The end of the summer doesn’t mean that cold-winter gardeners have to say goodbye to tropical plants and tender perennials. Even better, with this trick you won’t need to rearrange your whole house to accommodate large tropicals for the winter.
The easiest way to keep your tropical plants and tender perennials for next year’s garden is to plan to propagate them by rooting stem cuttings. This way you don’t need to dig up and pot a plant that’s been growing in the garden, or find space inside for plants that are in large garden containers. All you need to do is snip a length of leafy stem and insert it into a small pot of damp potting mix. You can even root several stems in one pot.
Fresh growth will take root easily, so encourage some new stems a few weeks before the expected first frost in your area. To do this, just give the plant an all-over haircut, trimming it back by two-thirds or so. This will spur the tender perennial or tropical plant to put out fresh growth. Within several weeks, these new stems will be long enough for you to snip and pot up.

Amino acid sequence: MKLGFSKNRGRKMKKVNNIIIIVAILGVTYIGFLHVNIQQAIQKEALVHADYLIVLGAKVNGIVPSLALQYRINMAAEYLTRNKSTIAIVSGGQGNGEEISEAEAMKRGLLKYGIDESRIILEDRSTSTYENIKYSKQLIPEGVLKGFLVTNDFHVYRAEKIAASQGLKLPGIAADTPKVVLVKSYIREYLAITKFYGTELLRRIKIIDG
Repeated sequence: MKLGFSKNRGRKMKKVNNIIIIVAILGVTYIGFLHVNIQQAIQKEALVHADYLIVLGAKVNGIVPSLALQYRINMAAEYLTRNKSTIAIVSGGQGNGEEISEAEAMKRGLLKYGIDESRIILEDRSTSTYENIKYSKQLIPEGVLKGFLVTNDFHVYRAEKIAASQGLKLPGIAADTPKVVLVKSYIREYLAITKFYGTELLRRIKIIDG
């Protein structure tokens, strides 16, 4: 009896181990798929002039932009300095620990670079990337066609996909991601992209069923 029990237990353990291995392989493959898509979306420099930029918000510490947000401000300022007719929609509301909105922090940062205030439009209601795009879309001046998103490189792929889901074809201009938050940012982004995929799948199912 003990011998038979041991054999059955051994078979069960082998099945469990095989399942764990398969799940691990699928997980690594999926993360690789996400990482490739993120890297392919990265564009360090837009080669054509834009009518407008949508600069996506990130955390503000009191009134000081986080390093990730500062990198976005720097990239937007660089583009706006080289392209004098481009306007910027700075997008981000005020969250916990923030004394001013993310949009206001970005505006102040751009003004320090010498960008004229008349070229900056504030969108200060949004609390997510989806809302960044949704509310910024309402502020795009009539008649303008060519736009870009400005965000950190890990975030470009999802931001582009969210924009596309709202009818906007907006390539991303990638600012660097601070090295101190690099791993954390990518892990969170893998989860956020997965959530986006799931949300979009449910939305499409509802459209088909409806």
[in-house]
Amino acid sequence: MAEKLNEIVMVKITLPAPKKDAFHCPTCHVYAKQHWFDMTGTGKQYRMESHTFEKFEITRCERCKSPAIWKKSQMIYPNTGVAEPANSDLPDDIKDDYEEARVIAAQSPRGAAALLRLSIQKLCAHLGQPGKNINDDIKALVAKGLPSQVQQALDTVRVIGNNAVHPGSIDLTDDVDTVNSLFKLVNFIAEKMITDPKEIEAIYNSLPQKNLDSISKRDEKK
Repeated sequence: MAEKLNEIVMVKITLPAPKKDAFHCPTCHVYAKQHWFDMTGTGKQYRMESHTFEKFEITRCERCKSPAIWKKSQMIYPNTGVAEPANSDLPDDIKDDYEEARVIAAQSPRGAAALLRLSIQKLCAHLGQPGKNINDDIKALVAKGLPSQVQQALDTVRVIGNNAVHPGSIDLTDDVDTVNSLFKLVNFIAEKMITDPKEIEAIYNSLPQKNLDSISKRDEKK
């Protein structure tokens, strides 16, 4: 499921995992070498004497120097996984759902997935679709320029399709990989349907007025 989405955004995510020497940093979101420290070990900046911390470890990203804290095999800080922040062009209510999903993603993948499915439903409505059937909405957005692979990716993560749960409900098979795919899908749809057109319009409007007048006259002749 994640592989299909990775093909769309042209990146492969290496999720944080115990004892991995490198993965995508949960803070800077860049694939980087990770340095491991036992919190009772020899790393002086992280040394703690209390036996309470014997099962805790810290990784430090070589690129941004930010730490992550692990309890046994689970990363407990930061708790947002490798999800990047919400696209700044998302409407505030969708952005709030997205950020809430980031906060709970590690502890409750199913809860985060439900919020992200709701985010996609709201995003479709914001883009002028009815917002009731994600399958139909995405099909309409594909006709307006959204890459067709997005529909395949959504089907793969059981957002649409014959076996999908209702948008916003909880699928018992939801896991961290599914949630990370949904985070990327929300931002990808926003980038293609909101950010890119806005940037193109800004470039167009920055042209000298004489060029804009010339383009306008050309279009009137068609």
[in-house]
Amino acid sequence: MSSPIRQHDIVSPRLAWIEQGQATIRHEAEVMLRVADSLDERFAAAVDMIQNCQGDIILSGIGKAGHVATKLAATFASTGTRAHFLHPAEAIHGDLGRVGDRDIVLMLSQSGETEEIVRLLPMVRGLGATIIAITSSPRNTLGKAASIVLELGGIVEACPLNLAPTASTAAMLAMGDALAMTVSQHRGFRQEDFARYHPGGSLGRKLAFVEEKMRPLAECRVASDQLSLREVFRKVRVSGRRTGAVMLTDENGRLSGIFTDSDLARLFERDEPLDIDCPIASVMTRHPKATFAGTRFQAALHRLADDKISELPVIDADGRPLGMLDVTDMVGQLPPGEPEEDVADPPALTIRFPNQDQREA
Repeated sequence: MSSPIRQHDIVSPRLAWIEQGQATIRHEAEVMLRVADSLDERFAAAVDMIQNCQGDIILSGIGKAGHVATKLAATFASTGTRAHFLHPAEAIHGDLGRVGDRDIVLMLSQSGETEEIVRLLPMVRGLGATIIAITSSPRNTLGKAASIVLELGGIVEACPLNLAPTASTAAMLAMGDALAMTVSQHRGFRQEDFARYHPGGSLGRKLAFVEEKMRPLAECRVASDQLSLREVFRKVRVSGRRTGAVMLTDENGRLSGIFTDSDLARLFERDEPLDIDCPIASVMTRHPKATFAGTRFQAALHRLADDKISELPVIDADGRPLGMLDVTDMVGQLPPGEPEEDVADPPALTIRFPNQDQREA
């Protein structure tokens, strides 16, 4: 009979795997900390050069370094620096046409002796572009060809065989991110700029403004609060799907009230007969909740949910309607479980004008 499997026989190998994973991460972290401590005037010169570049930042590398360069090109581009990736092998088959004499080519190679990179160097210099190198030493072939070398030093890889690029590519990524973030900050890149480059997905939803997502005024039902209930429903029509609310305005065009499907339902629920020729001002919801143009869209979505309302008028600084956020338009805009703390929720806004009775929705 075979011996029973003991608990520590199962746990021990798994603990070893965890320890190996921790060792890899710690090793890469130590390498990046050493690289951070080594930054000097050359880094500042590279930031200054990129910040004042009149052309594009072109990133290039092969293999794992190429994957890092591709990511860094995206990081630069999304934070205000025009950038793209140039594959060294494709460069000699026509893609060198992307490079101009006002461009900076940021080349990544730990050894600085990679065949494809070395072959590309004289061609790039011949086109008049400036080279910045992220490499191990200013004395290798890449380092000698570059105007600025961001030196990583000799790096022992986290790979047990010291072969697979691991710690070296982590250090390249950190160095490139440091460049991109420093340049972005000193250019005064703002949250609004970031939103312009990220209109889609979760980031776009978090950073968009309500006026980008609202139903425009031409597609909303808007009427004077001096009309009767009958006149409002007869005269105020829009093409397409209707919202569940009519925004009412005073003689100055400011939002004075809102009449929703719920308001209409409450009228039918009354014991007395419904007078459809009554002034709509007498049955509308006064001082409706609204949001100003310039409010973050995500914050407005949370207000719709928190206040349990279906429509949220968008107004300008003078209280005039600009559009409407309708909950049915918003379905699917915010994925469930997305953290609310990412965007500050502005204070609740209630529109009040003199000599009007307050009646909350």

Keep the soil in your cuttings’ pots damp, but not soggy. You can keep the pots enclosed in plastic bags to help conserve the moisture. You’ll know the cuttings have taken root when they resist a gentle tug. Then you can remove the bag and tend to these tropicals and tender perennials as you would any houseplant, with regular watering and good light.
Your cuttings can go back into your garden in two ways next spring:
- You can transplant them as you would any young tender perennial or tropical you bought at the nursery (harden them off first).
- Or if they’ve become leggy, you can take a fresh round of cuttings from these plants themselves. In late winter, cut them back to encourage fresh growth, as described above. Then take and root cuttings of that fresh growth. Plant those newly rooted young cuttings into the garden or your garden containers.
Good candidates for this treatment include the following tender perennials and tropical plants:
- Florist geranium (Pelargonium)
- African blue basil (Ocimum ‘African Blue’)
Image: Fuchsia magellanica by Krzysztof Golik :Own work, CC BY-SA 4.0